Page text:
Springing into action

A Blog to Watch published this just over a month ago and I loved it. I’m quoting just enough of it to make sense of my own follow-up, below, but I encourage my readers to visit the original which is three times as long and with more pictures.

It couldn’t be more timely. As the world debates the future of energy sustainability and supply, a new concept has just been completed in Switzerland. Known as the SpringStation, this novel power plant concept is yet another approach to energy diversity for a future in which power generation must be local, sustainable, and renewable. …

The SpringStation concept is relatively straightforward, but getting it right was something that few outside of Switzerland could manage. The station uses a series of mega-sized versions of the mainsprings that power traditional mechanical watches. As tightly wound springs unwind, they are able to move a complex series of gears that in a wristwatch power the mechanism that tells the time. These systems have become super-sized in the SpringStation. Such springs also have the power to generate electricity. …

To release energy as they unwind, SuperSprings must first be wound, and on a regular basis. … This is where the human effort comes in, and it’s in the form of a gym.

Attached to each SpringStation is a human-focused facility known as the WorkStation, with a variety of machines that, when operated, transfer power to a system that gradually winds the SuperSprings. Those machines are in the form of exercise equipment, ranging from stationary bikes to pulley-based strength-training machines …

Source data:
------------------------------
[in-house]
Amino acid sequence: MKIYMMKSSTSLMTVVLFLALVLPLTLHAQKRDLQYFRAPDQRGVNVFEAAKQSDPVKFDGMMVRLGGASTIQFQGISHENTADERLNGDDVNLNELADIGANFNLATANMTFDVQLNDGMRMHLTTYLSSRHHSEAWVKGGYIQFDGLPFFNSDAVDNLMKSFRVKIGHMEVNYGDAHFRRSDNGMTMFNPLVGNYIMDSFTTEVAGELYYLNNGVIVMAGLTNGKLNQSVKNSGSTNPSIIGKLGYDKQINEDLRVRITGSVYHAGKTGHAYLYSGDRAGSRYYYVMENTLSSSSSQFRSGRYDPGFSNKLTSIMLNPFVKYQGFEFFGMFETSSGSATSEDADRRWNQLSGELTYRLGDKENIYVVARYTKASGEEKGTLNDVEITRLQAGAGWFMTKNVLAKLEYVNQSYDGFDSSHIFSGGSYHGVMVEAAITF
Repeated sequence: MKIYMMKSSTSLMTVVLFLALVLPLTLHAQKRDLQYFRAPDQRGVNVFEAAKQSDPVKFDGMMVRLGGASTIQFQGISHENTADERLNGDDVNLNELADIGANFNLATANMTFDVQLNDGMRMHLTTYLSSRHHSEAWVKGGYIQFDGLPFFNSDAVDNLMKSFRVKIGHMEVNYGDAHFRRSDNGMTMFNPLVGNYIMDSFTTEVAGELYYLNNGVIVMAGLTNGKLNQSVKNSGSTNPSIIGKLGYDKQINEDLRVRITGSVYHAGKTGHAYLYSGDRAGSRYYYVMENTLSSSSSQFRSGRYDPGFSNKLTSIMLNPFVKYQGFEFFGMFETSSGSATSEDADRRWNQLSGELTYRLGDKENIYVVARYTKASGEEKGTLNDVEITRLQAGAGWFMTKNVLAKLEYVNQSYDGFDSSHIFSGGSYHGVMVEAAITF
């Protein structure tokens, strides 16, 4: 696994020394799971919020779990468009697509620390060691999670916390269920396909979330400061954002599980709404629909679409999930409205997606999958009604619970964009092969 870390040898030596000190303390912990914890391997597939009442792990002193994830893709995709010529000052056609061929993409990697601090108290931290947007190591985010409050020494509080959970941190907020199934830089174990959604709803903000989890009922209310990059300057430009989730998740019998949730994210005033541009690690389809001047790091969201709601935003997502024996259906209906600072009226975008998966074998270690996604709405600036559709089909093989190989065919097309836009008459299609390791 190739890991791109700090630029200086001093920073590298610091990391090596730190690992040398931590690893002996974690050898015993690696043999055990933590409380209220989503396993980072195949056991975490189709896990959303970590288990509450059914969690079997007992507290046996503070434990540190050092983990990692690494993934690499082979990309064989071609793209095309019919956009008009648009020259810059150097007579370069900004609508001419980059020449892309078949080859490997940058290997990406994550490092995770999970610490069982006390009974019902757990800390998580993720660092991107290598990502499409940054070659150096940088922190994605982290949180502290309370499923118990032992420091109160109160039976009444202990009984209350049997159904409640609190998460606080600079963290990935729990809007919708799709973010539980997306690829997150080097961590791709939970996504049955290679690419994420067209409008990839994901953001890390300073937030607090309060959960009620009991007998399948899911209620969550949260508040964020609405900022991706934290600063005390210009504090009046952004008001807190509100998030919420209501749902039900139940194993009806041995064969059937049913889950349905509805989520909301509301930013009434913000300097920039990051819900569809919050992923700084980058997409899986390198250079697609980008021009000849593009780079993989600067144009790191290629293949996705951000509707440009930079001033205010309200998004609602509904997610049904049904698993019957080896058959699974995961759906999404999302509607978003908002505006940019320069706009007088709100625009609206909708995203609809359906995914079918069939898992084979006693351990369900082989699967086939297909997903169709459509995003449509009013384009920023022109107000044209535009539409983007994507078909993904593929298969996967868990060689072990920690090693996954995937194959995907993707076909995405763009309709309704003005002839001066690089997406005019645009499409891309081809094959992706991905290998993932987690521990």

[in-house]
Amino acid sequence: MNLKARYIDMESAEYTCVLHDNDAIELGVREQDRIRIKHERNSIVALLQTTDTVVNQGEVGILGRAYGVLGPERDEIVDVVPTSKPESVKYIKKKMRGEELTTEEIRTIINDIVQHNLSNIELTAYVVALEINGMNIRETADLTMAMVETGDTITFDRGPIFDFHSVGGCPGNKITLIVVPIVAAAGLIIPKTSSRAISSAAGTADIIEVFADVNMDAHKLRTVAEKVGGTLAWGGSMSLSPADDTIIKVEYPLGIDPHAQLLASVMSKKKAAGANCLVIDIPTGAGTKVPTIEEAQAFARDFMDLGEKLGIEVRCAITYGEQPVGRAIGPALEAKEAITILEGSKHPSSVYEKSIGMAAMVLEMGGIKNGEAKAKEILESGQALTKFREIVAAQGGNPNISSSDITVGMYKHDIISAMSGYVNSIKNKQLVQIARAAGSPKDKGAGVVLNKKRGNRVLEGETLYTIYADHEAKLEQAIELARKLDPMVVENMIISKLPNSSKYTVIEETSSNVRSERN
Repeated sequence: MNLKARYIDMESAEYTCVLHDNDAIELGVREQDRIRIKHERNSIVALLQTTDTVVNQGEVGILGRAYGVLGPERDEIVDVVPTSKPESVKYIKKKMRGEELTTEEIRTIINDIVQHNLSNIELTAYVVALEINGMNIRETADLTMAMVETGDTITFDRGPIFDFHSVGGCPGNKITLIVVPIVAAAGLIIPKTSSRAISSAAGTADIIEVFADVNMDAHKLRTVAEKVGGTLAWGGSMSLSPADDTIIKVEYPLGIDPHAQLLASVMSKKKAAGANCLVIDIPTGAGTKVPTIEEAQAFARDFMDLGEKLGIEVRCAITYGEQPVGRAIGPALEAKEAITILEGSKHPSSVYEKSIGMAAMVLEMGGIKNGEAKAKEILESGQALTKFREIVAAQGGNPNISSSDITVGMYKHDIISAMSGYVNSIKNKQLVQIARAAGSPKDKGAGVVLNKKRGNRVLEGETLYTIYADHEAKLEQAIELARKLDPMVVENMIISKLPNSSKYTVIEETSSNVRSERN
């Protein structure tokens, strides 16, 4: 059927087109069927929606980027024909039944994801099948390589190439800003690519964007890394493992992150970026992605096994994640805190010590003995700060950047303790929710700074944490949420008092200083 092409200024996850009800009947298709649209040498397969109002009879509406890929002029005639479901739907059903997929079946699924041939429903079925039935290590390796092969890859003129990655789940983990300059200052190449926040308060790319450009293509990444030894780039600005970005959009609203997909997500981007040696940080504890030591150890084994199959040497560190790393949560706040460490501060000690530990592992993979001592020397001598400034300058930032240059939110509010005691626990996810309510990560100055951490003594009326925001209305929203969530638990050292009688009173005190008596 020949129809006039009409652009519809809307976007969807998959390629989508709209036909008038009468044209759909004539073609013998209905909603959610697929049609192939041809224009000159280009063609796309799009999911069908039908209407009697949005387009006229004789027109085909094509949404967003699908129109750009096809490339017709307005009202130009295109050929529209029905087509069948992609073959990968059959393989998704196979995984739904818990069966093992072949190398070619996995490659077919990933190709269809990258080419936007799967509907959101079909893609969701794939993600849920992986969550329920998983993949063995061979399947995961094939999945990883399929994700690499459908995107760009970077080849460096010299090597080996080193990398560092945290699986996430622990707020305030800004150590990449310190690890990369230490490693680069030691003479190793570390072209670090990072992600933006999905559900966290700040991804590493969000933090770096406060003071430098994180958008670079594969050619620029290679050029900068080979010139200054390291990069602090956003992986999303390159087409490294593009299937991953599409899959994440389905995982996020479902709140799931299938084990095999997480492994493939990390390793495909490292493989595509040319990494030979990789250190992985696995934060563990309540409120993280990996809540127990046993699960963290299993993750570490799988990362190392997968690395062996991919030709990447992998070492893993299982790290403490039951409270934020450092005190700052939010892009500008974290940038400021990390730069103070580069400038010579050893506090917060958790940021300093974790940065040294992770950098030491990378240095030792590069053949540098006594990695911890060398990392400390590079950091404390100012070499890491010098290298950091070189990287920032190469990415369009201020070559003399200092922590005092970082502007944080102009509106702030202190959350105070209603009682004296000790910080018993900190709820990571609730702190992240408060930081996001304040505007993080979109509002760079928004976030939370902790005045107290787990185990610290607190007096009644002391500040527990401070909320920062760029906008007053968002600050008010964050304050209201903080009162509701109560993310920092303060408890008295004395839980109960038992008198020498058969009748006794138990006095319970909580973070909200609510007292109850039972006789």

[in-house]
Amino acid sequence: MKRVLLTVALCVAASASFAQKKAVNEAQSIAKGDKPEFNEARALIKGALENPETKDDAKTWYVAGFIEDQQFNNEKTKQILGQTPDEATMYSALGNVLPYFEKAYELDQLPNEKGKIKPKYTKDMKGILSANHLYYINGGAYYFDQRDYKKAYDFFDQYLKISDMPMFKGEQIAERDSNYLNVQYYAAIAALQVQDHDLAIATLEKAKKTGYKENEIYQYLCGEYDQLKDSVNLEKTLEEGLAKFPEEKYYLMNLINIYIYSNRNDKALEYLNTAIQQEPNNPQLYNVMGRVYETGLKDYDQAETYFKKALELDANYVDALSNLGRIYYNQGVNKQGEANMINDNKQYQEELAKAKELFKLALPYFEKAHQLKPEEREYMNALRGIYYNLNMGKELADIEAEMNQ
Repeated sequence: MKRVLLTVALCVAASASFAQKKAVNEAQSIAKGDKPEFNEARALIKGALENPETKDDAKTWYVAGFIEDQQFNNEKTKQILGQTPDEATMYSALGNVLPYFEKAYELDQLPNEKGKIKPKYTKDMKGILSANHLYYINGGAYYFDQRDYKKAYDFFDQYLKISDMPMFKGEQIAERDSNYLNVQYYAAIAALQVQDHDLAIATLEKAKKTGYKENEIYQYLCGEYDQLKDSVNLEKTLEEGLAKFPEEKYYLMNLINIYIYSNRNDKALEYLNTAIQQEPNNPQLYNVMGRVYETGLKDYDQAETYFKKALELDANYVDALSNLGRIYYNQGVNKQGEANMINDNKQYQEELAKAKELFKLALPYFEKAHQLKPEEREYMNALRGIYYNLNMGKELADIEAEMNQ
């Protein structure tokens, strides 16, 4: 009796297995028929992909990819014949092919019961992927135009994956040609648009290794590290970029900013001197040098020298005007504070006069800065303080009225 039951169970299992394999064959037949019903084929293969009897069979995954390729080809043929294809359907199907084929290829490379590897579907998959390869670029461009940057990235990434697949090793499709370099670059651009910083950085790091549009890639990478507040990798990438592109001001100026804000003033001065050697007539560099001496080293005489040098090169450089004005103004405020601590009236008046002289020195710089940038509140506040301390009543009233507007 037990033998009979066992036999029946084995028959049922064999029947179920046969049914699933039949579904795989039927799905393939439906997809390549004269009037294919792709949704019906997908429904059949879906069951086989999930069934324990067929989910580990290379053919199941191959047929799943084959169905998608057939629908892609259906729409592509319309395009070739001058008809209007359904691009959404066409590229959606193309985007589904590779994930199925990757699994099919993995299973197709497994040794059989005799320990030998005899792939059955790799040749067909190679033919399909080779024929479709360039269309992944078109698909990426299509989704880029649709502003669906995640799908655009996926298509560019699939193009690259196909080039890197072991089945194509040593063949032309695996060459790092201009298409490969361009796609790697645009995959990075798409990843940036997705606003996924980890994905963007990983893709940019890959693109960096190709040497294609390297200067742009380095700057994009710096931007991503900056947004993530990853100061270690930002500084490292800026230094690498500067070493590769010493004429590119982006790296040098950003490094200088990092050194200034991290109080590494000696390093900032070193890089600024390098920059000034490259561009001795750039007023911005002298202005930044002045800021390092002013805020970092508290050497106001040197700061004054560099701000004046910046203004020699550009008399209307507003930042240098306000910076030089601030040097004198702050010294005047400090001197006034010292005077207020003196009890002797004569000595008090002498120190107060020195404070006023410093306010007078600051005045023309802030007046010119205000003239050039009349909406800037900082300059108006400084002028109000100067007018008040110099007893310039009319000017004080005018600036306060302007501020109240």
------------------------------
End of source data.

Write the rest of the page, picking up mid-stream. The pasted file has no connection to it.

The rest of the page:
Now that we’ve all had a chance to enjoy it as an April Fool’s joke (and a very good example of the genre) I’m going to turn around and say something original like, “Many a true word was spoken in jest,” and take it semi-seriously.

In the real world…

The first thing is that I reckon it’s really dumb for gyms to turn all that puffing and panting on treadmills, rowing machines and exercise bikes into heat energy and vent it to the great outdoors. (Especially in a climate like ours, where aircon is such a hugely expensive power-gobbler.) Why not harvest all that energy and turn it into nice clean electricity?

The second is that springs are a perfectly plausible form of energy storage. We know that we can store energy by raising weights and get it back by letting them come down again – whether the weights are water in pumped hydro, or trains driven up hills when the sun is shining and allowed to roll back when it isn’t, or a crane-and-block system which stacks concrete blocks and then lowers them.

I’m not sure whether the spring energy storage achievable in the real world is worthwhile but, thirdly, it is used in the fictional world of The Windup Girl which is such a good SF novel that I’m going to recommend it again.

Walking in White Mountains

Every time I have visited White Mountains National Park I have wanted to explore beyond the identified visitor areas. Camping at Cann Creek was lovely – but what lay on the other side of the ridge? Looking out over Sawpit Gorge wasn’t enough – I wanted to hike down into it.